Teacher Lesson Plans
A collaboration between the National Math & Science Initiative (NMSI) and the National Center for CS Education has allowed lesson plans and supplementary materials to be developed for teachers to use when delivering the CSAwesome curriculum to their students. Thank you to our CSAwesome lesson plan developers: John Harrison, Theresa Horvath, Pauline Lake, Randle Moore, Darci Santella, Lora Santucci, Jeannie Turner, and Nita Waterman!
Accessing CSAwesome Educator Materials
Teaching CSAwesome Google Group/Forum: To gain access to the educator-only materials for CSAwesome, you must request access to our Google Group/Forum. Follow the steps below:
Check that you are logged in using the email address that you'd like to have access with and receive email to.
In the textbox, please be sure to include a link to your school's staff directory page so that we can verify your status as an educator.
Having Trouble? Try switching accounts to ensure you are logged in using the account that is approved. You can also try using the direct link to the CSAwesome Drive (below).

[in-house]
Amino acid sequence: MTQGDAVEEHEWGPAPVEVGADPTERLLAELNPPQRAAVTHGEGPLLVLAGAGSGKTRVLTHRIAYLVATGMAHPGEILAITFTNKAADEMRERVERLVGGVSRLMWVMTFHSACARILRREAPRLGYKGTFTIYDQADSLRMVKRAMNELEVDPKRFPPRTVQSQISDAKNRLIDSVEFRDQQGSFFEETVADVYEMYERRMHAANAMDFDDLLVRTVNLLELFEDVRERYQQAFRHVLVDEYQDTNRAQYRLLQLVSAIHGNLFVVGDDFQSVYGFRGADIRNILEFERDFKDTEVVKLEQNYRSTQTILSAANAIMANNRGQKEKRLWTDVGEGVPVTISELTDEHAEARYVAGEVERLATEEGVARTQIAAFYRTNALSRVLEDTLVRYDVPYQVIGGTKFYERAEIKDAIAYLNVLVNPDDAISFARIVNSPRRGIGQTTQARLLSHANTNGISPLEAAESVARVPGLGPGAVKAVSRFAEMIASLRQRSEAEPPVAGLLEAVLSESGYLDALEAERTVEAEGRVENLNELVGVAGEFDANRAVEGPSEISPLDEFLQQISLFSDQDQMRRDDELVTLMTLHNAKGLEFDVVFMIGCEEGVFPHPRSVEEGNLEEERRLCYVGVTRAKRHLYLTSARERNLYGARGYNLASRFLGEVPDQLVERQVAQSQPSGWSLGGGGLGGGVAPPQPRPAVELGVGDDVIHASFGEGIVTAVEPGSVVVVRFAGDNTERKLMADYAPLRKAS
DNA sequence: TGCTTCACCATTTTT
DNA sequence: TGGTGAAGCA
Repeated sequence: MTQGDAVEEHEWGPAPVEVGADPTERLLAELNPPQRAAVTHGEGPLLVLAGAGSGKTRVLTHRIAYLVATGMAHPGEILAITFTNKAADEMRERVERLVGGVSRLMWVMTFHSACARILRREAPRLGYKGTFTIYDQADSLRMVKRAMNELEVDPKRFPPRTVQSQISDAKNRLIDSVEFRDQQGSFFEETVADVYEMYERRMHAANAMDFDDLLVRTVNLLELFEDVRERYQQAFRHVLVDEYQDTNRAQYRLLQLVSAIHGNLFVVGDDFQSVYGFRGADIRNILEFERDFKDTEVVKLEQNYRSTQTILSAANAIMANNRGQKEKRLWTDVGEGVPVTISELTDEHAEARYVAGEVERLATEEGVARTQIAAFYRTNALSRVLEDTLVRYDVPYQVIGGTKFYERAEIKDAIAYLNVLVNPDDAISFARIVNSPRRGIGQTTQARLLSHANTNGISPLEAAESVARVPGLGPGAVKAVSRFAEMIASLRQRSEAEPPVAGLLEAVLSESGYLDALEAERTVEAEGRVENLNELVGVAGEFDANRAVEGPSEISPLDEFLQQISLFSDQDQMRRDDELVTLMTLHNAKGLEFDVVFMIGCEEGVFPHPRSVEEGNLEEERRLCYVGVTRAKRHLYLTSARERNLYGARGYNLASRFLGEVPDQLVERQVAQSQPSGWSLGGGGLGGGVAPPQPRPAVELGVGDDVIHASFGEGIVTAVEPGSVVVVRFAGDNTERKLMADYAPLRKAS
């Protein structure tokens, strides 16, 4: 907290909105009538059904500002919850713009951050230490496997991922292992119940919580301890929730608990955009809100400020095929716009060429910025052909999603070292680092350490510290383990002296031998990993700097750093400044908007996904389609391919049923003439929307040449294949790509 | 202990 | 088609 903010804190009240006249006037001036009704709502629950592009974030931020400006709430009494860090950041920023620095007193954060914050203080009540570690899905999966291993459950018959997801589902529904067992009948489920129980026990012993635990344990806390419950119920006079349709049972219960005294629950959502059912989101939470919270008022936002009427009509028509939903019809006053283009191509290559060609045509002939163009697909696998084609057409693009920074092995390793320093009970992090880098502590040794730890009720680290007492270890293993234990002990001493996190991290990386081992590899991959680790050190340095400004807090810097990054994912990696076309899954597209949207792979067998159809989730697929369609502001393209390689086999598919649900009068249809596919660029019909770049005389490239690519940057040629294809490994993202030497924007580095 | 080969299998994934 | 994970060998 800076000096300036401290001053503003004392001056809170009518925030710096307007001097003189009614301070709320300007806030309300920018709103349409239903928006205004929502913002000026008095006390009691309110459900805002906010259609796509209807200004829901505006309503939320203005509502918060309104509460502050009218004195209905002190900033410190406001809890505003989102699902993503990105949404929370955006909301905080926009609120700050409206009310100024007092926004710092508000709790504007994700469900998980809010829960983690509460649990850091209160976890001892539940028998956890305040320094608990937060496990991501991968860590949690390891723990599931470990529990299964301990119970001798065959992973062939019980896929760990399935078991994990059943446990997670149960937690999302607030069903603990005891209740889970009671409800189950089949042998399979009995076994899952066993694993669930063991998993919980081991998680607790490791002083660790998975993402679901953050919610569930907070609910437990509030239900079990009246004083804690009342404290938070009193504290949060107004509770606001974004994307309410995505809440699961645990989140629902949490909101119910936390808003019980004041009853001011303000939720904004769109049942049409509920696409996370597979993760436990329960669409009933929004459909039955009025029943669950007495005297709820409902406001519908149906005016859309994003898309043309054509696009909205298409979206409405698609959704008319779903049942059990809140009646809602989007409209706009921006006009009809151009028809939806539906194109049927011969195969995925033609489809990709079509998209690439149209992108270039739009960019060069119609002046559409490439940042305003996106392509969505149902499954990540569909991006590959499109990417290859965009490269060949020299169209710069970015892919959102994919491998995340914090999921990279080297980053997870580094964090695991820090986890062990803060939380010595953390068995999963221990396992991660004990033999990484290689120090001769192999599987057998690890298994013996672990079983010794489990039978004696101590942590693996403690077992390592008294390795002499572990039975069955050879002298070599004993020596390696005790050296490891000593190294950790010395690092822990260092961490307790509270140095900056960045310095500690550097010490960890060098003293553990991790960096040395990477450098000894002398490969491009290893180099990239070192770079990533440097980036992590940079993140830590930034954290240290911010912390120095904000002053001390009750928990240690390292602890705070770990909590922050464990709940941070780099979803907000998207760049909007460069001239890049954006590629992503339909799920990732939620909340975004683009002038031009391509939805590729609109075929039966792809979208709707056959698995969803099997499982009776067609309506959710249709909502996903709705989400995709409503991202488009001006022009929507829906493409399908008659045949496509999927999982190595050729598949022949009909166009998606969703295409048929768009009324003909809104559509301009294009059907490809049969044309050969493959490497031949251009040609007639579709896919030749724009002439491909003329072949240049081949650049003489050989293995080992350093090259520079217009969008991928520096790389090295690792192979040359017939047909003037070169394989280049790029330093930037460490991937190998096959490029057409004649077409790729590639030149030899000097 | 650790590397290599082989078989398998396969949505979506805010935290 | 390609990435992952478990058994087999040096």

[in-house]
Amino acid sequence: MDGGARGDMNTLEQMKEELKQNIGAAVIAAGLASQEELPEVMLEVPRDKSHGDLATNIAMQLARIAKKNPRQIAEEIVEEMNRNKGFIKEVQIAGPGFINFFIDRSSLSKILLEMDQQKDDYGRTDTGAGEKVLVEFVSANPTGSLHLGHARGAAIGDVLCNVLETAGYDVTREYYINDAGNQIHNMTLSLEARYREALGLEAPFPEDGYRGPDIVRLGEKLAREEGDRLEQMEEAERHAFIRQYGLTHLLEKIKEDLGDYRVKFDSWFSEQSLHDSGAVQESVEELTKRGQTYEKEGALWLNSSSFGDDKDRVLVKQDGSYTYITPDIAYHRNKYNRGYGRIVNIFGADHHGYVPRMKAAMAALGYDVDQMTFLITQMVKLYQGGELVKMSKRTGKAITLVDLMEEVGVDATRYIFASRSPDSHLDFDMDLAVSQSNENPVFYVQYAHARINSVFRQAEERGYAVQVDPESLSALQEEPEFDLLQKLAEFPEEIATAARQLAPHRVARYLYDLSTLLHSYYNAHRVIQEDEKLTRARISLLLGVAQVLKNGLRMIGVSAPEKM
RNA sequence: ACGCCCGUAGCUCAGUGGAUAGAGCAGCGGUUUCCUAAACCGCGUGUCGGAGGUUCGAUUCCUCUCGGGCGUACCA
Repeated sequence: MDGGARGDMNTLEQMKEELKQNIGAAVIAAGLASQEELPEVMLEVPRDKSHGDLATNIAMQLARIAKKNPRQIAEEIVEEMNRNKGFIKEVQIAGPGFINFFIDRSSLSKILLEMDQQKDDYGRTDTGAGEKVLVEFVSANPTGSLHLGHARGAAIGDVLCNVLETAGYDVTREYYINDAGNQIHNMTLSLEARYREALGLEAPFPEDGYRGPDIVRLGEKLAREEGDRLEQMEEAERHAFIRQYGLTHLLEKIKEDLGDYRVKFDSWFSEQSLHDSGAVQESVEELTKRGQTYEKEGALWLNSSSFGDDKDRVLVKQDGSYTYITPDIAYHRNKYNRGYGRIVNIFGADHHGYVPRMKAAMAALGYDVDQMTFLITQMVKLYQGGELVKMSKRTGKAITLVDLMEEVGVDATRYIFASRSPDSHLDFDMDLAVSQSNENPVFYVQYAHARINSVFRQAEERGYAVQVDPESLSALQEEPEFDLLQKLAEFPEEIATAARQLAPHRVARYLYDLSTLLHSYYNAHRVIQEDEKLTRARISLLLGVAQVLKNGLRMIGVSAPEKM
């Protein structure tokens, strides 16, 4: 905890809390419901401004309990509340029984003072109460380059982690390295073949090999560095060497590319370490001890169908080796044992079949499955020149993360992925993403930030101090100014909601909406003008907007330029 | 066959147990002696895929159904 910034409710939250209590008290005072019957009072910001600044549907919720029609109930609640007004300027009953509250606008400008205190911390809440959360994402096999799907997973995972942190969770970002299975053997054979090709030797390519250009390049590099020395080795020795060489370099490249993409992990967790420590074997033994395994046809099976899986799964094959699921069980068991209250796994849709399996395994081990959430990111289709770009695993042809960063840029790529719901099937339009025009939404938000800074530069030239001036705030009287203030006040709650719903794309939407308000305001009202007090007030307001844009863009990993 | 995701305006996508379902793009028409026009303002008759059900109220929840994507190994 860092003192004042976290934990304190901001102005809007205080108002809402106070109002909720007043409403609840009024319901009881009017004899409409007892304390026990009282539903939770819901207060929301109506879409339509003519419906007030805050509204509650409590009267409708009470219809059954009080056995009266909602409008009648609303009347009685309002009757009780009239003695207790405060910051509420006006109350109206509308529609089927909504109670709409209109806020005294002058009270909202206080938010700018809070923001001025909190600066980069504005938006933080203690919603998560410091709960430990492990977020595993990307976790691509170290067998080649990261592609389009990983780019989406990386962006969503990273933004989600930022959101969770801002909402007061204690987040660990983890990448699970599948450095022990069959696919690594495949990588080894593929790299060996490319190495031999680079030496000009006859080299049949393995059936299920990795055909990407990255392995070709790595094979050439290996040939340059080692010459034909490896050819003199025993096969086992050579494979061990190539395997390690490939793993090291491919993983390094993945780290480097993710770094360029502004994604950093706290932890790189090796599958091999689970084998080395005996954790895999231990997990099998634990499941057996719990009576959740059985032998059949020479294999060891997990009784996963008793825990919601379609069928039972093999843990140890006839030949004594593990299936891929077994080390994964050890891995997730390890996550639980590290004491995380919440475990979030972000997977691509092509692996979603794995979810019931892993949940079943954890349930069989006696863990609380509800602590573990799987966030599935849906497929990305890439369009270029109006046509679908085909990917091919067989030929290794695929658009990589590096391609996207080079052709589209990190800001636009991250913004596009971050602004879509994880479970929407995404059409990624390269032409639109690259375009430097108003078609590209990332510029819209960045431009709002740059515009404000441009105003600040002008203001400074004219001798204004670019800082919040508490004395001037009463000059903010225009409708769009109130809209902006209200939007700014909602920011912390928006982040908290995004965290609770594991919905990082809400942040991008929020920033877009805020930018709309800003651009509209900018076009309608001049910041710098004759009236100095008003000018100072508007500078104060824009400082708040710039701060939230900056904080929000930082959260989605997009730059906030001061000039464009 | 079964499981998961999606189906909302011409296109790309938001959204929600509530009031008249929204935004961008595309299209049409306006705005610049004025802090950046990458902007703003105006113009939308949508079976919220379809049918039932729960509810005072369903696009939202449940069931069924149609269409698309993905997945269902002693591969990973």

Changing Emails: Some educators find that there are conflicts with using your school email. If you need to switch emails, you can email us at firstname.lastname@example.org from your school account and provide us with a personal Gmail address.
Reducing Emails: This is an involved group of teachers who are passionate about teaching CSA and eager to help each other out. If you want to change the number of emails you receive, you can adjust your settings by visiting the forum web page and then clicking My Settings (person+gear icon in the upper right of the screen). If you leave the group, you will lose access to the materials, however, you can switch the settings so that you don't receive emails.
Culturally Responsive Teaching Strategies:
When developing lesson plans for CSAwesome a CRT playbook was used. The playbook contains suggested activities for use in a culturally responsive classroom.
CS Teaching Tips and Misconceptions:
The lesson plans include tips for teaching CS as well as warn teachers and educators of any known misconceptions that students might have about a particular topic.
For example: Teach students how to find built-in Java methods in the Javadocs documentation. (from CSTeachingTips.org)
We also encourage educators to check out the Inclusive CS Teaching website.